Anodyne
Saturday, September 25, 2010
 
In Los Angeles for a week, photographing in preparation for an exhibition next year.
 

Scott McFarland, Quality Photo Lab, 1300 Cahuenga Blvd, Los Angeles, 2008
Friday, September 24, 2010
 
Strange and Wonderful Confiscated Plants Find Home at L.A. Zoo
Thursday, September 23, 2010
 

L., studying a red rock tower way up high: "Ever been there?" "Never, want to go?"

An hour later: perched on the peak's tiny spine. The khaki-colored desert spread below. A huge hawk riding a nearby updraft. A nest the size of a bathtub on a neighboring spire.

Climbing as a metaphor for relationship: constant surprise; the sense of your own possibility.

Happy 2nd., L.

xo CJB

Tuesday, September 21, 2010
 
Flood in progress through the bookstore ceiling:

NOT CHUCK D. [holding self-burned CD]: Hey man! Are you into local independent hip-hop?

CJB: Not right now I'm not.

NCD: Man, you should really get that [GESTURING AT WATERFALL] under control!
 
Emulation

1.
To strive to equal or excel, especially through imitation: an older pupil whose accomplishments and style I emulated.

2. To compete with successfully; approach or attain equality with.

 

Desert Plants - A Curator's Introduction to the Huntington Desert Garden, by Gary Lyons
 

Anyone in town this Thursday (September 21st) should drop into CSA Space for our fifth (!!!) anniversary show, a very tightly edited group of photographs by Mike Grill, organized by Steven Tong and I. Mike's pictures were also our first exhibition, way back in September 2005, a show originally planned for Steven and Sally Lee's old 69 Pender space, which was purchased, weeks before the show, by a certain condo flogger. Steve and Sally found themselves out on their ear. Steve and I felt bad for Mike, who had put considerable time and effort into printing pictures and building frames, and now had no exhibition. I relayed this tale of woe to Adam Harrison over mojitos. "You know there's a space above your bookstore for rent, right?" Several hours later we placed a drunken series of cellphone calls to Steven to inform him that he was now the co-director and co-curator of an as-yet unnamed independent art exhibition space. I think the results have been more than satisfactory for all concerned.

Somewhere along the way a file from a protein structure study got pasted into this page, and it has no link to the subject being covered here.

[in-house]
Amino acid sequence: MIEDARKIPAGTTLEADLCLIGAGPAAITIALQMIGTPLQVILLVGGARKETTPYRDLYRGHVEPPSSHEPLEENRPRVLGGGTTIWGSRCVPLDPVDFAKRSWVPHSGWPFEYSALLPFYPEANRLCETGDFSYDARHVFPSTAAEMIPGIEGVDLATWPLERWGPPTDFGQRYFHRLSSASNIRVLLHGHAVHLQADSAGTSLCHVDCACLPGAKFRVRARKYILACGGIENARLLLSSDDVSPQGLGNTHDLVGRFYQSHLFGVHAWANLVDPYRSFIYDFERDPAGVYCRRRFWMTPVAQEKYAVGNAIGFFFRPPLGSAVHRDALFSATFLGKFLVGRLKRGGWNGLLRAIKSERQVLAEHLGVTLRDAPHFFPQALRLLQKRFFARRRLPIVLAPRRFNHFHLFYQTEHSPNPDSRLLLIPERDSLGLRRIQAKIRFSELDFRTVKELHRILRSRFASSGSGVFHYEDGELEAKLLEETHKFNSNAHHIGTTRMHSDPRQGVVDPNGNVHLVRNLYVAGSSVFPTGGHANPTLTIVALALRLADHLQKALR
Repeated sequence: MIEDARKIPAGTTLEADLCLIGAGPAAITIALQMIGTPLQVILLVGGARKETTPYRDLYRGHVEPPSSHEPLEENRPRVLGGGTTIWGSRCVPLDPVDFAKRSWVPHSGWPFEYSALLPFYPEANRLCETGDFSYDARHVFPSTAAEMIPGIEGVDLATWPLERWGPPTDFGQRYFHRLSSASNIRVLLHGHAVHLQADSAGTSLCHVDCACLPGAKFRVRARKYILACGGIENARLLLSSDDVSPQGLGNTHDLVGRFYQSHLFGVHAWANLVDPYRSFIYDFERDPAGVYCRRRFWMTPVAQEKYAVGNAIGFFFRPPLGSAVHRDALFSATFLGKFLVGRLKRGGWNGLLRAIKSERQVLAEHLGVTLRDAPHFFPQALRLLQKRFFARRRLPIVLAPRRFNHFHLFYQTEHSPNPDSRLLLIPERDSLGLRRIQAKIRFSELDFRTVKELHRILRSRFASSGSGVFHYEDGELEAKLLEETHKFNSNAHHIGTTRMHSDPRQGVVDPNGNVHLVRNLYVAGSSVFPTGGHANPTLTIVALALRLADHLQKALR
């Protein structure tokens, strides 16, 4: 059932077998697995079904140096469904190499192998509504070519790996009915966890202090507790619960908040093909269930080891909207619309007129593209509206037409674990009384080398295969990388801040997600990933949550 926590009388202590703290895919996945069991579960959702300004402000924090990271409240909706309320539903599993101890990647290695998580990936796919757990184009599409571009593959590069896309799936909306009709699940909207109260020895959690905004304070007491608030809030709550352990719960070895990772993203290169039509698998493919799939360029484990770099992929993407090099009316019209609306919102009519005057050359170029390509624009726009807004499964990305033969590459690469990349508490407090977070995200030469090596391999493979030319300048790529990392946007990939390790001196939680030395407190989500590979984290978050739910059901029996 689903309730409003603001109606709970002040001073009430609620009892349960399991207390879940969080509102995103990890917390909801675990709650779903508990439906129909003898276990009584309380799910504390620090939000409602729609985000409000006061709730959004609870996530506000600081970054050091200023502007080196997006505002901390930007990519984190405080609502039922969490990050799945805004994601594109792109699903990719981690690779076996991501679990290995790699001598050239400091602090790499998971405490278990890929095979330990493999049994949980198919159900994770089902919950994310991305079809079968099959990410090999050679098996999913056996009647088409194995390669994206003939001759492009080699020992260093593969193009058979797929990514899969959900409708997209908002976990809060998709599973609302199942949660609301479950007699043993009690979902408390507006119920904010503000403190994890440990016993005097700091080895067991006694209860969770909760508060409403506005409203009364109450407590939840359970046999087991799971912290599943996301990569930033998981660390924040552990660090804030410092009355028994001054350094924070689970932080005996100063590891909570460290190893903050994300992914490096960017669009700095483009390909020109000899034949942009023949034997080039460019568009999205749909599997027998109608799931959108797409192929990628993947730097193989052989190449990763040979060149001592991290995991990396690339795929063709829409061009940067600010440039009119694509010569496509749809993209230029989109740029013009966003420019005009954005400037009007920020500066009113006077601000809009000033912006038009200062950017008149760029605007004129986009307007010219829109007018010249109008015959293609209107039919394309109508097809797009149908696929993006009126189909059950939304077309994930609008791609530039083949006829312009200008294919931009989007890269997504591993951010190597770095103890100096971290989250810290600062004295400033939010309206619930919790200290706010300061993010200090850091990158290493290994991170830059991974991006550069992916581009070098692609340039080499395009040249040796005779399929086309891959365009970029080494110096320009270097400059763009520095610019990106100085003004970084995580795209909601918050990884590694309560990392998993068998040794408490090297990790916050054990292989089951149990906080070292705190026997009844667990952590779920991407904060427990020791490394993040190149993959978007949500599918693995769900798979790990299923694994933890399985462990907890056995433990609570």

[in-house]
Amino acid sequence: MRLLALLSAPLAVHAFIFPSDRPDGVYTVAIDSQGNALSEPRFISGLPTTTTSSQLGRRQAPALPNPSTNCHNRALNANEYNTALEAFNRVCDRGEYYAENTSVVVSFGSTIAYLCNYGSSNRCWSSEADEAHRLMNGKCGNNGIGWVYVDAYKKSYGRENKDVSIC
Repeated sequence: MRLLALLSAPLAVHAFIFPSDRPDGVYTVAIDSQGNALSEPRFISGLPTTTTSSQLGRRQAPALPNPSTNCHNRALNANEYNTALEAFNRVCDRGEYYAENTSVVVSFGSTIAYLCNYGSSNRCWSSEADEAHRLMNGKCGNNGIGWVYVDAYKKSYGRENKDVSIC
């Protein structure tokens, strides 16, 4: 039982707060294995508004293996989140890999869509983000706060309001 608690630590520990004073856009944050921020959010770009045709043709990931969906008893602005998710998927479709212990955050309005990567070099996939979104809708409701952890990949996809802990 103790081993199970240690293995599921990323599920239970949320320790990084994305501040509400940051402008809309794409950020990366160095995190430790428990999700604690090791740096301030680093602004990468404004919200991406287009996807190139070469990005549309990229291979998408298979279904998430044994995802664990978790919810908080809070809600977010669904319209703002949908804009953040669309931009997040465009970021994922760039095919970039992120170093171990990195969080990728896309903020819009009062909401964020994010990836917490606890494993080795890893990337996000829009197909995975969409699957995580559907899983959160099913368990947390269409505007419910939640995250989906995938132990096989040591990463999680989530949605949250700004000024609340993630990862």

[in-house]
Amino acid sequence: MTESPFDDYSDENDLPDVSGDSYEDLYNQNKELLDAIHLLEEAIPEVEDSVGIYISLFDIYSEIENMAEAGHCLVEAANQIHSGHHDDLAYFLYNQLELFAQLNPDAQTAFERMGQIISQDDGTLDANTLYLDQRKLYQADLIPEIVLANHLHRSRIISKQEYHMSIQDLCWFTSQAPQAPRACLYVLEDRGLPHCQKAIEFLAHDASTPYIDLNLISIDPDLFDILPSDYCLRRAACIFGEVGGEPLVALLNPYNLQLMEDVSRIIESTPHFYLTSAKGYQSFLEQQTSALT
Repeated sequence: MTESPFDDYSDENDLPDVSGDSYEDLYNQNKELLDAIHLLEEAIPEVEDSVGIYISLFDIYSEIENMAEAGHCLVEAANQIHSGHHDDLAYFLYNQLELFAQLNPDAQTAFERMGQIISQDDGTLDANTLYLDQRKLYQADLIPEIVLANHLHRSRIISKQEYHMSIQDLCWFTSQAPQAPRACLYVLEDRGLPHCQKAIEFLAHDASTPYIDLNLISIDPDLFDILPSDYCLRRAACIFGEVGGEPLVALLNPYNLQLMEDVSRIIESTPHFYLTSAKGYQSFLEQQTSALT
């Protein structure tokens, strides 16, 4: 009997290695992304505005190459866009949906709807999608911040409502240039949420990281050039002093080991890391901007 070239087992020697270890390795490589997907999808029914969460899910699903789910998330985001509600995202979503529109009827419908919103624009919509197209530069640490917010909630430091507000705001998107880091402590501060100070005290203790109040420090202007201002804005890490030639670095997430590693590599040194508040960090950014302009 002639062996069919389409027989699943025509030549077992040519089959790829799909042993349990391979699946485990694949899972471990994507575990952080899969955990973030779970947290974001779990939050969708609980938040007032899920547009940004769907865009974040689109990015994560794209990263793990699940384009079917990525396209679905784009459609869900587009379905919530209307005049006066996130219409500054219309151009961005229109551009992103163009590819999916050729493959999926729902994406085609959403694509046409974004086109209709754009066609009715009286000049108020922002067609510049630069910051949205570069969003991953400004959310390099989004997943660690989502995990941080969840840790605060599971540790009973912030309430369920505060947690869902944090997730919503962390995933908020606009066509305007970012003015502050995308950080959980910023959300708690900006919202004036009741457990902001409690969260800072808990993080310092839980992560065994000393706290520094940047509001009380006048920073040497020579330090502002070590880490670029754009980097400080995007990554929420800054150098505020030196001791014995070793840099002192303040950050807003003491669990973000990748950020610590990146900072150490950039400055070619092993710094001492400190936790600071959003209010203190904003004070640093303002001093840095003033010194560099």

Monday, September 20, 2010
 

Metropolitan (9), 2010
Sunday, September 19, 2010
 
On Metropolitan

Google's car-mounted cameras are really getting good; I'm amazed by the clarity of some of the recent Street Views, which has allowed me to remotely examine sites I never previously would have considered photographing. The source panoramas are full of strange blurs and mismatched edges, which I have deliberately retained. There are also minor differences between the thumbnails and the full-frame images (eg., #8, below), which I have left alone; they're probably best considered alternate takes, and equal in my judgment.

I still get occasional emails about my not showing these, or the pictures that appear here and over at that other website. I'm not opposed to exhibition, and, over the last two or two and a half years, have made sporadic attempts to get my photographs up on the walls of some local venues. But Vancouver and Toronto curators have not been very receptive to "just pictures." So, early next year, it looks like I'll be renting a display space, fixing it up, making a selection of photographs, writing a "curatorial text" and probably sitting behind the gallery desk, too. I had not really anticipated a 100% DIY practice at the beginning, but modern art's model of the artist emulating different kinds of cultural producers (Dan Graham as businessman; Walker Evans as "commissioning editor"; Ed Ruscha as publisher; Don Judd as engineer) provides a framework for much of what I'm doing. And as I look back on a string of comic book conventions; shoestring "independent nonprofit art display spaces"; used bookstores & etc. it occurs to me that this model, while more or less totally incomprehensible from the outside and about as far removed from the Belkin-Catriona-CAG model as it is possible to get in one lifetime, is faithful to my own experience and temperament. And art is always best when it singlemindedly (recklessly?) pursues its own path, without concession or apology.

Off to Los Angeles and San Diego in a week to make some more pictures.

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